OVER the past two decades, Tasmania has won plaudits for transforming itself from being a nasty, reactionary backwater on sexual equality issues, to a liberal and tolerant society. But now that the Liberal Party is back in office after 16 years in opposition, that hard-won reputation is under threat.
Since 1997, when the Tasmanian Parliament finally abolished the notion that homosexuality was a criminal offence, the Island State has moved to reduce discrimination against the LGBTI community. Last year, the government of former Labor Premier Lara Giddings passed laws to allow same-sex couples to adopt children. Tasmania’s anti-discrimination laws are some of the most progressive in Australia in terms of protecting against inciting hatred against gay people. An initiative by Ms Giddings and the Greens to allow same-sex marriage in Tasmania was defeated only because the state’s upper house is home to some of the most conservative politicians in Australia.
Mr Ferguson was one MP who vehemently opposed same-sex marriage. This writer was informed that Ferguson pressured some Liberals who were inclined to support marriage equality to back down — a claim Ferguson denied emphatically.
Ferguson is a politician who appears to view heterosexuality as somehow superior. This view was borne out in some disturbing remarks he made in Tasmanian Parliament on October 17, 2012, when debating a government proposal to revamp sex education in schools so it rightly took greater account of the reality of sexual diversity in our community.
Ferguson was aghast that renowned gay rights campaigner Rodney Croome should be associated with reforms to sex education in Tasmania.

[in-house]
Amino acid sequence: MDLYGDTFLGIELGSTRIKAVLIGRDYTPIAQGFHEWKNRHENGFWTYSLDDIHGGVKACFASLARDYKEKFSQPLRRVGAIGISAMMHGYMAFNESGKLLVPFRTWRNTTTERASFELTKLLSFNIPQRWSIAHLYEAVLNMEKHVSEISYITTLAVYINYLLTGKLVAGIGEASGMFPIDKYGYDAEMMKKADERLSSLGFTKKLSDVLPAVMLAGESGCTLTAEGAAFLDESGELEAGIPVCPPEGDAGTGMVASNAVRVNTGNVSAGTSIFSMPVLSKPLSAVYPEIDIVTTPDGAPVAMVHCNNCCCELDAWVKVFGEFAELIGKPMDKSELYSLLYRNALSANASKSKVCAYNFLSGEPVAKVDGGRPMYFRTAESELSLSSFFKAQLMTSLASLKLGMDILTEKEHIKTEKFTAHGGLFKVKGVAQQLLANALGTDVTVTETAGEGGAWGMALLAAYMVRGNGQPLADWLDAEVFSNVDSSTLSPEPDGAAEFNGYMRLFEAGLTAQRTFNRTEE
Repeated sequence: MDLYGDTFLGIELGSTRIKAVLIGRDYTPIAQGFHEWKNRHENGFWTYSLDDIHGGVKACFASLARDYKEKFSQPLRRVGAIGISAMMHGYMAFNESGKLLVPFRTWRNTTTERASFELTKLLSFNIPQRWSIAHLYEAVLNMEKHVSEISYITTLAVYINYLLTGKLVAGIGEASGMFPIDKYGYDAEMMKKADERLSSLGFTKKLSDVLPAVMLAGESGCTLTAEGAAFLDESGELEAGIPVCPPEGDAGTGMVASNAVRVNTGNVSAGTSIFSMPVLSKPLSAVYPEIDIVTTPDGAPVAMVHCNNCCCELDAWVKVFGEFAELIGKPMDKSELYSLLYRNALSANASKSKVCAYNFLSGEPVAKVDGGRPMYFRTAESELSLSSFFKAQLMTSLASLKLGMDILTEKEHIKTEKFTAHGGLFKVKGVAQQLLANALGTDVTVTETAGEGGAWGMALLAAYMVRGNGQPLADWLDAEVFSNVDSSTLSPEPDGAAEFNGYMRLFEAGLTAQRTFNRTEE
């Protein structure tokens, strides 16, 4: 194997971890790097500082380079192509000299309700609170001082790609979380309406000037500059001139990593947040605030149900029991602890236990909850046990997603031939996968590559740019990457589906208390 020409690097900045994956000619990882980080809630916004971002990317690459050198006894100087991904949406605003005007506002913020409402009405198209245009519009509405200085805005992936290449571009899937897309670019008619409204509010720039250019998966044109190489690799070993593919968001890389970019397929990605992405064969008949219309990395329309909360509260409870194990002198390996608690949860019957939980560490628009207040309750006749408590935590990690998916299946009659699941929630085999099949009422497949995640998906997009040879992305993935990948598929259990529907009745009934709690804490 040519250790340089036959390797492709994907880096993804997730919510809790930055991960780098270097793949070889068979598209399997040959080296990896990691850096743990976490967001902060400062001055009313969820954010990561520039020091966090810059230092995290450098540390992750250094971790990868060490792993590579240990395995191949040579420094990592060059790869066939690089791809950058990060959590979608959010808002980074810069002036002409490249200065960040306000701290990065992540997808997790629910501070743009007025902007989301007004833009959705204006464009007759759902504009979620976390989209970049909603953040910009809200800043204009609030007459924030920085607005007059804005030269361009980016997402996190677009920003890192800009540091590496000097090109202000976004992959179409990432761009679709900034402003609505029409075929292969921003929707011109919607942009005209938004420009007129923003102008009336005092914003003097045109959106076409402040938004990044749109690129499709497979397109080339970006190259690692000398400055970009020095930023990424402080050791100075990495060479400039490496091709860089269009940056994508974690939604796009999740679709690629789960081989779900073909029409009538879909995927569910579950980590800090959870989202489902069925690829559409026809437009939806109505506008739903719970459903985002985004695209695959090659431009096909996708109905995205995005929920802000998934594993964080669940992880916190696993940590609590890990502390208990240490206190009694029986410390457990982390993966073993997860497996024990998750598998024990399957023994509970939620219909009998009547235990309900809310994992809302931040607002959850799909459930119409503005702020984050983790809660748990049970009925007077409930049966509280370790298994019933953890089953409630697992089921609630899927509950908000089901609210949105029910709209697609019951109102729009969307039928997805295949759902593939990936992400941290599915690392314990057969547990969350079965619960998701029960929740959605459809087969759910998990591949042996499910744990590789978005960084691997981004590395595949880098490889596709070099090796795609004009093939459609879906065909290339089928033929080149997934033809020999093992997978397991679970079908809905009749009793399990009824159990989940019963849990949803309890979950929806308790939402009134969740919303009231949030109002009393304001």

“The minister’s unwillingness or inability to provide any detail about his new sex education curriculum is causing the community concern, especially from parents. It was not the government but indeed campaigner Rodney Croome who provided the public with the first insight into the kindergarten to (year) 12 curriculum by a media release which welcomed, and I quote, ‘the inclusion of gay, lesbian, bisexual, transgender and intersex issues’,” Ferguson said.
He then revealed his intolerant streak with this comment from the same speech: “The minister and Premier should not use schools as another avenue to push a social agenda that they failed to get through this parliament. There is a difference between teaching respect for other people, which we in the opposition support, and ‘celebrating sexual diversity’. Sex education should be engaging, it should be age-appropriate and it should thoroughly involve parents. It should not be the new battleground for the Labor-Greens government’s divisive social agenda. It should not be taught in isolation or in conflict with the values of families to which children belong. That is certainly not the role of public education.”
In other words, the man now responsible for ensuring that the LGBTI community has access to important programs in areas such as sexual health and mental health thinks that it is dangerous to teach school students about sexual equality and tolerance.
Two months prior to this disturbing speech, Ferguson was on his feet again in the wood-panelled House of Assembly frothing at the mouth about same-sex marriage. According to him, one of the major reasons for opposing same-sex marriage is that he believes “all other things being equal, children deserve a chance to the care and affection of both a mother and a father.”
This view is nothing more than prejudice. As the Australian Institute of Family Studies revealed earlier this year: “Lesbian co-parenting couples display a range of parenting strengths, for example, less authoritarian parenting styles, and report higher quality relationships with their children than matched samples of heterosexual parents.” This is a finding that is consistent with other international studies.
What is clear from Tasmania’s new Health Minister is that he has a troubling disposition towards the LGBTI community. He views this community as being outside of what he would no doubt term the “mainstream”. A group of people who belong to the Labor Party and the Greens.
If Ferguson takes his strongly and unambiguously-expressed views on the LGBTI community into his sensitive portfolio, Tasmanians who value equality, fairness and compassion should be very afraid. A return to the dark days of 20 years ago when the LGBTI community was seen as “radical” looms on the horizon.
Greg Barns writes a weekly column for the Hobart Mercury. You can follow him on Twitter via @BarnsGreg